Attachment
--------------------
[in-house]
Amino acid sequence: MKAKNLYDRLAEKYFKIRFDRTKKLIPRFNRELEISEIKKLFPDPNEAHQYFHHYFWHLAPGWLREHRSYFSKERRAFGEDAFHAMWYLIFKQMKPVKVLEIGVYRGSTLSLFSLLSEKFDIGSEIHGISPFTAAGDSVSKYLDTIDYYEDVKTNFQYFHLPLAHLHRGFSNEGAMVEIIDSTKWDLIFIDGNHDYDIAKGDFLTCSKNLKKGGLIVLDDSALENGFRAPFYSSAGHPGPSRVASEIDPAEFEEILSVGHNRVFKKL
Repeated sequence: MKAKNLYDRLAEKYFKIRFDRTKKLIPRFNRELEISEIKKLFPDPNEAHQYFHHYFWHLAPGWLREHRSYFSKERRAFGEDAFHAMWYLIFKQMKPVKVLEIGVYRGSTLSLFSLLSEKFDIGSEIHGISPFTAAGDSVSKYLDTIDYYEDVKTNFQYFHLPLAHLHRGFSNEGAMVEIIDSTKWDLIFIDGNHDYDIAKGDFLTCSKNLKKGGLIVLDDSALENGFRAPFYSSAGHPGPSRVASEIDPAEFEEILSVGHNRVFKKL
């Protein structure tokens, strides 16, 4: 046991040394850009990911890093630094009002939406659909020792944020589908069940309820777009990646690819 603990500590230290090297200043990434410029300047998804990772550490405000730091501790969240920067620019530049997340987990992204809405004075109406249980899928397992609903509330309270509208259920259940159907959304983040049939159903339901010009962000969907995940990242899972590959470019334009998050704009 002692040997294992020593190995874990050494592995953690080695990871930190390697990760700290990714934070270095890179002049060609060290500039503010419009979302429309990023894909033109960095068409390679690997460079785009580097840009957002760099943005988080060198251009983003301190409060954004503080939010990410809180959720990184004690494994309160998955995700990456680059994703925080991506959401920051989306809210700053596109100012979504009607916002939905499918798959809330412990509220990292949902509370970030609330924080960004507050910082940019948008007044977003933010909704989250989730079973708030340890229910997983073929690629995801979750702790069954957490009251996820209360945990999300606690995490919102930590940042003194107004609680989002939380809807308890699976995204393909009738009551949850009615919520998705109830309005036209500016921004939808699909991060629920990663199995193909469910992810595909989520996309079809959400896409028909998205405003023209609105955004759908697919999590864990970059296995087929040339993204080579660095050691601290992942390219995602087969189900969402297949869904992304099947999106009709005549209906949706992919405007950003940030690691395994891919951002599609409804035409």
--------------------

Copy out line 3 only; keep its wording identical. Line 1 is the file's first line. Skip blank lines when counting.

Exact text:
Repeated sequence: MKAKNLYDRLAEKYFKIRFDRTKKLIPRFNRELEISEIKKLFPDPNEAHQYFHHYFWHLAPGWLREHRSYFSKERRAFGEDAFHAMWYLIFKQMKPVKVLEIGVYRGSTLSLFSLLSEKFDIGSEIHGISPFTAAGDSVSKYLDTIDYYEDVKTNFQYFHLPLAHLHRGFSNEGAMVEIIDSTKWDLIFIDGNHDYDIAKGDFLTCSKNLKKGGLIVLDDSALENGFRAPFYSSAGHPGPSRVASEIDPAEFEEILSVGHNRVFKKL